nusr-khilafah-en

Constitution of the Caliphate State for Android

Constitution of the Caliphate State / Internal Security, Foreign Affairs, Industry

Article 71: The police (Shurtah)

The Constitution of the Caliphate State, Article 71: The police (Shurtah) have two branches: the military police, who are under the command of the Amir of Jihad, in other words, the war department, and the police who are under the control of the Ruler to protect the security, and they are under the authority of the Department of Internal Security. The two branches have specific training and specific culture in order for them to carry out their responsibilities in the best manner.

Police forces are divided into two parts: the military police and the police that work under the command of the Ruler, who must have a special uniform and special signs specific for keeping security.

Al-Azhari said: “Shurtah of any thing is its best. This includes Shurat because they are the best soldiers. It is also said that Shurtah are the first group that come ahead of the Army. It is also mentioned that they are called Shuratan because they have signs that characterise them, in terms of uniform and status”, this is also chosen by Al-Asma’i. It is also mentioned in Al-Qamus: “Shurtah, where the individual is called Shurat, would mean the first battalion that attend the war and is ready for death, it is also the helper of the governors; and they were called so because they announced themselves through signs that characterise them.”

In regards to the military police, which is one of the divisions of the Army that has its sign, it comes ahead of the Army to control its matters, it is a part of the Army and follows the Amir of Jihad; in other words, it follows the war department.

Regarding the police that are put under the service of the rulers, they follow the Department of Internal Security. Al-Bukhari narrated from Anas:

«إِنَّ قَيْسَ بْنَ سَعْدٍ كَانَ يَكُونُ بَيْنَ يَدَيِ النَّبِيِّ  صلى الله عليه وآله وسلم بِمَنْزِلَةِ صَاحِبِ الشُّرَطِ مِنَ الأَمِيرِ»

“Qais bin Sa`d was to the Prophet  صلى الله عليه وآله وسلم like a chief police officer to an Amir”. What is meant here is Qays Ibn Sa’d Ibn ’Ubadah Al-Ansari Al-Khazraji. Al-Tirmidhi narrated it with the wording:

«كَانَ قَـيْسُ بْنُ سَعْدٍ مِنَ النَّبِيِّ  صلى الله عليه وآله وسلم بِمَنْزِلَةِ صَاحِبِ الشُّرَطِ مِنَ الأَمِيرِ، قَالَ الأَنْصَارِيُّ: يَعْنِي مِمَّا يَلِي مِنْ أُمُورِهِ»

“Qais bin Sa`d was to the Prophet  صلى الله عليه وآله وسلم like a chief police officer to an Amir. Al-Ansari said: It means he was one that discharged his issues”.

The Khalifah is allowed to make all the police that are responsible for internal security part of the Army, in other words, that they are placed within the war department, and he is also permitted to make an independent department, in other words, an internal security department.

In this article it is adopted that this section will be independent; in other words, the police that are placed under the service of the rulers to protect their security must follow the Internal Security Department as an independent organisation that answer directly to the Khalifah like other State organisations. This is due to the narration from Anas mentioned previously about Qays Ibn Sa'd, and following the independence of the four departments related to Jihad as mentioned before. Each one of them would follow the Khalifah, rather than to be left all together as one organisation.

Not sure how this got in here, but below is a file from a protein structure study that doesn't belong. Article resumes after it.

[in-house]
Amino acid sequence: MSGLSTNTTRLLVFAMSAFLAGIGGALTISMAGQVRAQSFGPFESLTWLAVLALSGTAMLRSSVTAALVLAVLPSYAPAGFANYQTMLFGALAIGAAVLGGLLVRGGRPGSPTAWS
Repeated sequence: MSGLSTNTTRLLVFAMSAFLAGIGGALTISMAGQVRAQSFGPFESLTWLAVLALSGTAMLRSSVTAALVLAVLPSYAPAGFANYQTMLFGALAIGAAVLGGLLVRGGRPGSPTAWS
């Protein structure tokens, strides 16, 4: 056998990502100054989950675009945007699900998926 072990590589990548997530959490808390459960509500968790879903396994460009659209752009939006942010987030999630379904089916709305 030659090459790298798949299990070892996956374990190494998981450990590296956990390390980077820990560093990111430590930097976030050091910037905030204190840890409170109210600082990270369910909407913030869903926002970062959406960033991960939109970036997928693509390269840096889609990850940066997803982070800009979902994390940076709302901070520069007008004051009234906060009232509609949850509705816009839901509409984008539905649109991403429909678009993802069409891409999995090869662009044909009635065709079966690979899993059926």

Thus the Shurtah would follow the Department of Internal Security.

Some articles of the Constitution

The Constitution of the Caliphate State,

Article 25: The Khilafah is a contract of choice and consent

Article 25: The Khilafah is a contract of choice and consent, so no one is compelled to accept it, and no one is compelled to choose the one who would undertake it. more
The Constitution of the Caliphate State,

Article 134: Land ownership

Article 134:Dead land is possessed through its revival and fencing. Any other type of land is not possessed except through a Shari’ah means such as inheritance, purchase, and donation by the State. more
The Constitution of the Caliphate State

Article 4: What may and what may not be adopted

Article 4: The Khalifah does not adopt any specific Shari’ah rule in matters related to rituals (‘Ibadaat) except in Zakat and Jihad, and whatever is necessary to protect the unity of the Muslims, and nor does he adopt any thought from among the thoughts related to the Islamic 'Aqeedah. more
The Constitution of the Caliphate State,

Article 127: Types of property

Article 127: There are three types of property: private, public and State. more
The Constitution of the Caliphate State,

Article 104: Permission for media

Article 104: The media owned by any citizen of the State does not require a permit; rather they are simply required to inform the media office, such that the office knows about the media means that are being established. The owner and the editors of any media means are responsible for every article they publish and are accounted for anything which contradicts the Shari’ah in the same manner as… more
The Constitution of the Caliphate State,

Article 7: How to implement the Shari'ah

Article 7: The State implements the Islamic Shari’ah upon all those who hold the Islamic citizenship, with no difference between Muslims and non-Muslims as follows: All the rules of Islam will be implemented upon the Muslims without any exception. The non-Muslims will be allowed to follow their beliefs and worships within the scope of the general system. The rule of apostasy will be implemented… more
The Constitution of the Caliphate State

Article 15: The means to Haram (unlawful) is forbidden

Article 15: The means to Haram (unlawful) are forbidden if they most likely lead to Haram. But if there is a doubt that a means might lead to Haram, then this means will not be forbidden. more